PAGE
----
'Enormous pressure' on Leeds hospitals as nearly all of city's 1,700 beds taken by patients amid flu and Covid outbreaks

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Hospital services in Leeds are facing “enormous pressure”, NHS chiefs have warned, as new figures reveal that there have been almost no beds left in the city on an average day.

The most up-to-date figures show during the week covering December 26 to January 1, the average number of beds occupied by patients was a staggering 1,664.

The hospital had a total of 1,711 beds, which means 97.3% were taken, according to the data released by NHS England for Leeds Teaching Hospitals NHS Trust, which runs St James’ Hospital and Leeds General Infirmary.

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At Mid Yorkshire Hospitals NHS Trust, which includes Pinderfields Hospital in Wakefield, a total of 968 out of 1,040 beds were taken - an occupancy rate of 93%.

Hospitals in Leeds are nearing capacity, according to new figures.Hospitals in Leeds are nearing capacity, according to new figures.
Hospitals in Leeds are nearing capacity, according to new figures.

It comes after hospital bosses in Leeds and Wakefield issued a crisis warning at the end of December. Hospital bosses said A&E departments were experiencing “extremely high levels of demand” as Covid, flu and staff shortages piled more pressure onto buckling NHS services.

Some planned surgery was cancelled as a result of the influx in patients, to prioritise urgent and emergency surgery as the NHS warned that during busy times, it “needs families and friends to support their loved ones more than usual”, by offering extra help with arranging transport home or collecting their medicines.

NHS national medical director, Professor Sir Stephen Powis, said rising cases flu and Covid in England was putting hospitals under significant strain.

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He said: “We knew this winter would be one of the most difficult in the history of the NHS and I want to thank staff for all their hard work in caring for and treating so many patients while dealing with record demand on services, including the enormous pressure from flu and covid. The plans we announced last autumn will help ensure we are in the best place possible to provide care for patients at this incredibly challenging time, with extra call handlers in place, community services established to help keep people out of hospital where possible and we’re also continuing to make good progress to put the equivalent of 7,000 extra beds in place by March.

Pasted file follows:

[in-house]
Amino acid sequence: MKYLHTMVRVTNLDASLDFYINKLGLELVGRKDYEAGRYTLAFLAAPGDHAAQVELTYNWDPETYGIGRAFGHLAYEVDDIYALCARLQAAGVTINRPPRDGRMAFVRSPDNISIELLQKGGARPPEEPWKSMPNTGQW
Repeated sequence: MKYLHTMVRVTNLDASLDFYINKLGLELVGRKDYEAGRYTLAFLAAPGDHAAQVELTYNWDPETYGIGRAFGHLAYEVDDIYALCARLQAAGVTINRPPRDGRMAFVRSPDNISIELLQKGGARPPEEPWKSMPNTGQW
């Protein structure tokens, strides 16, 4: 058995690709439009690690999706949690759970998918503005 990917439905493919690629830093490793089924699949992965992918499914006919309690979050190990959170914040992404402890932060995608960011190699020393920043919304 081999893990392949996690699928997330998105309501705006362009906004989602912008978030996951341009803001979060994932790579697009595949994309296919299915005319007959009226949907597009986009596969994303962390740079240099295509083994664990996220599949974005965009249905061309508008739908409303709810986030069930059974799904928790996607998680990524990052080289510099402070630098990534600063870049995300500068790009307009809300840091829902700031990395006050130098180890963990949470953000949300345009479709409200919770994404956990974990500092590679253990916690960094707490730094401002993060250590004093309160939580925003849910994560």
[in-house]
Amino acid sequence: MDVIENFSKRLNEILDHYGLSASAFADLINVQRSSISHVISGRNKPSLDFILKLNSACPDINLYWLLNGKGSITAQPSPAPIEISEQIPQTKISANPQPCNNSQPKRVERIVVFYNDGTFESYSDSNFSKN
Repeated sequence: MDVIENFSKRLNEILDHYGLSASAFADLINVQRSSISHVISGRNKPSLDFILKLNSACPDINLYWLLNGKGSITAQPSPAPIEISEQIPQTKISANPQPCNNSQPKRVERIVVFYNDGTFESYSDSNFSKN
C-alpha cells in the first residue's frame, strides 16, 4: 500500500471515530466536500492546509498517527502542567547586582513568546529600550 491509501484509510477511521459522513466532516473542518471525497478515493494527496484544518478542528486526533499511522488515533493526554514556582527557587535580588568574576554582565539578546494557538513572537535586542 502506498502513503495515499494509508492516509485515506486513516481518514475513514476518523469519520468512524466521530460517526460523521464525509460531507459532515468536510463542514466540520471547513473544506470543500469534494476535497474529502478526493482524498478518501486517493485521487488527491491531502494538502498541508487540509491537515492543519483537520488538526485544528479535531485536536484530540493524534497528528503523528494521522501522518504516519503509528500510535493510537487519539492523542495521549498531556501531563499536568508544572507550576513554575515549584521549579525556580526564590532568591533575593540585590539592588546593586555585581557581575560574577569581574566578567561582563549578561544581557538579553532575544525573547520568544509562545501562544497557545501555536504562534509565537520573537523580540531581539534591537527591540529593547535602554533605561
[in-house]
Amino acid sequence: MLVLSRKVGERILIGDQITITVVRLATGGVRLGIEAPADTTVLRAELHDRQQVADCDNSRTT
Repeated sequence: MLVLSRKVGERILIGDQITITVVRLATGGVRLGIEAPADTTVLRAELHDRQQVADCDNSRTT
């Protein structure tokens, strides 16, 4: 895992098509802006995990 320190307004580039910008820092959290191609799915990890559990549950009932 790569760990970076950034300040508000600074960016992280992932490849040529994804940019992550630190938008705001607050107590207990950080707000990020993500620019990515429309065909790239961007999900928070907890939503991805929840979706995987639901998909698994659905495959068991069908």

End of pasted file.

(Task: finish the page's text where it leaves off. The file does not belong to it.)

“It remains vital that people make the most of services like 111 online and as ever, only use 999 in an emergency, and it’s also crucial that those who are eligible come forward for flu and covid vaccines as soon as possible.”

A Department of Health and Social Care spokesperson said the Government "recognised" the pressures the NHS was facing and that it was "working tirelessly to ensure people get the care they need".

The spokesperson added: “This includes investing an additional £500 million to speed up the safe discharge of patients from hospital, creating the equivalent of 7,000 more beds nationally and establishing 24/7 data driven system control centres in every local area to manage demand and capacity. There are record numbers of nurses and doctors working in the NHS – with almost 4,700 more doctors and over 10,500 more nurses compared to October 2021.”